The Baldwinsville Central School District is facing a potential $5 million gap for the 2010-2011 budget, which administrators and the Board of Education are looking to close without affecting student instruction or the average tax rate.
James Rodems, assistant superintendent for management services, said the district anticipates the gap due to a variety of factors, the most critical of which are a possible reduction in state aid and in county sales tax.
Due to the state's fiscal crisis, the district expects a reduction of $1.8 million in state aid mid-year for the current school year, reducing the amount of aid from about $39 million to roughly $37 million. As the state works to solve its financial problems, this amount of aid could remain flat at $37 million for the next three school years, while the district's expenses will continue to increase. Major influences on the budget each year are increases in employee benefits costs (including health care and retirement), fuel, utilities and salary increases.
A reduction in county sales tax is another scenario the district is anticipating. Currently the district receives $1.25 million in sales tax each year from Onondaga County. The district's agreement with Onondaga County will expire in December 2010. It is uncertain whether the district will continue to receive all this sales tax after December 2010. The district must consider this possibility while developing the budget.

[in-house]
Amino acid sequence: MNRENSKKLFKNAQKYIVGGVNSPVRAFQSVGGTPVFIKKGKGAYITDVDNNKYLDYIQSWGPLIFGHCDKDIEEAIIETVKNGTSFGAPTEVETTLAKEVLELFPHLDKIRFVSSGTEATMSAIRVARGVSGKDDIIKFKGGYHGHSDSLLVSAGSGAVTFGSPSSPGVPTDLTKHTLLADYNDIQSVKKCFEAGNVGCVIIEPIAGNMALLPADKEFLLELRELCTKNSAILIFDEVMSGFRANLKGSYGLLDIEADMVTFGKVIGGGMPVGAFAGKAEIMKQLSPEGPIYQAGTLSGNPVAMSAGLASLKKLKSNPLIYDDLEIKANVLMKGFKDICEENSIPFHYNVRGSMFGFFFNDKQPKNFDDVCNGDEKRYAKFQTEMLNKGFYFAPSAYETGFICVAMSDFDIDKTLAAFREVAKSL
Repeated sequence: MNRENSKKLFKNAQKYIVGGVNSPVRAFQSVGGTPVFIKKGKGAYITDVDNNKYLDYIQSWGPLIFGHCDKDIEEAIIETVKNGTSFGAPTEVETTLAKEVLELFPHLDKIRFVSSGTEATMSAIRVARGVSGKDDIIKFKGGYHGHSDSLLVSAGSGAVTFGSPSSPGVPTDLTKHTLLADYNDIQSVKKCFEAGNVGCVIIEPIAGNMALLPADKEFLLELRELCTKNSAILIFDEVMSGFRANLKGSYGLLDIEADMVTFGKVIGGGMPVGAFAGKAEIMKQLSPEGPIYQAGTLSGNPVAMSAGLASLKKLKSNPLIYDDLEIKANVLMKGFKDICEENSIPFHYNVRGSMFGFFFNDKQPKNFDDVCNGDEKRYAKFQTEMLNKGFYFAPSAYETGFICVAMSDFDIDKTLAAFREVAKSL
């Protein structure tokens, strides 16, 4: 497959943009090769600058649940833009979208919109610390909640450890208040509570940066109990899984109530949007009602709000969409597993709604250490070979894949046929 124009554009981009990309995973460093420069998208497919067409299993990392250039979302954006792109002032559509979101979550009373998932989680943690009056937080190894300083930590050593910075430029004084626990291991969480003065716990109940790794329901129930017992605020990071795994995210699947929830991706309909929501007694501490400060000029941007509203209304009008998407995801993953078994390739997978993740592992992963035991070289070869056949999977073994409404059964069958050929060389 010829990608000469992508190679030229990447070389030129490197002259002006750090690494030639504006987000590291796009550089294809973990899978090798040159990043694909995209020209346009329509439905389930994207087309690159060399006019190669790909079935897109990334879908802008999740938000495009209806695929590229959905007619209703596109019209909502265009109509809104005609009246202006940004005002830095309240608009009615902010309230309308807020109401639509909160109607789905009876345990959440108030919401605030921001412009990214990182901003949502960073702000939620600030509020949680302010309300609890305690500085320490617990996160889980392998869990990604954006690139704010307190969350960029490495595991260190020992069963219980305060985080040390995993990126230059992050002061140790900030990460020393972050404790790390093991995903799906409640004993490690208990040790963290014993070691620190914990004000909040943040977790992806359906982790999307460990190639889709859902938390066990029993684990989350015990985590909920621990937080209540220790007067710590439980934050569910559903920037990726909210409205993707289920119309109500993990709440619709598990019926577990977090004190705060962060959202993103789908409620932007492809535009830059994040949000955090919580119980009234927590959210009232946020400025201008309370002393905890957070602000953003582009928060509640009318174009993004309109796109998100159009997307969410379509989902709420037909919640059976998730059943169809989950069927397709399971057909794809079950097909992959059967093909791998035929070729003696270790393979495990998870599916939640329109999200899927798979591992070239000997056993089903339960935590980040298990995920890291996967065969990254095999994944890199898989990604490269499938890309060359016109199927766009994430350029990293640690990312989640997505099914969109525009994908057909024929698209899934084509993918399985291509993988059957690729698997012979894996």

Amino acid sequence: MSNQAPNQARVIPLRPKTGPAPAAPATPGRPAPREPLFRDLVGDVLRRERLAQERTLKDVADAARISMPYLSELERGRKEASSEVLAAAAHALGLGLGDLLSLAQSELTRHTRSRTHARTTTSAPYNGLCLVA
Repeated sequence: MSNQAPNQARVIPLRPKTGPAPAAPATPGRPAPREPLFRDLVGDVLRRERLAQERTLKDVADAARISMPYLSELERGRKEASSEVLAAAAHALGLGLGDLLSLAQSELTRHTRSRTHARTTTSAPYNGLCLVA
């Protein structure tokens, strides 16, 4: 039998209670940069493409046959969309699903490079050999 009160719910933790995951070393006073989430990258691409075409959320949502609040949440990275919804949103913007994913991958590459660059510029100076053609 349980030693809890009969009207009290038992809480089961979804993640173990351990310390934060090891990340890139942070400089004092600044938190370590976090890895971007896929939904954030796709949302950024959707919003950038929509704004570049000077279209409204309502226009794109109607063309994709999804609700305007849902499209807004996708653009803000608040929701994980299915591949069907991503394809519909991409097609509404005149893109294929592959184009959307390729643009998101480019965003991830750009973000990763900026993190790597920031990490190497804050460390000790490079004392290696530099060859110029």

Planning the 2010-11 budget is especially challenging because administrators and the Board of Education must keep in mind several other sources of revenue that may not be available or will be smaller after 2010-11. Losing these sources of revenue will ultimately affect the budgets of the next three to five years. The district wants to create a budget for 2010-11 that will be sustainable in the future without sacrificing programs. Besides state aid and sales tax, the sources of revenue that affect the budget are: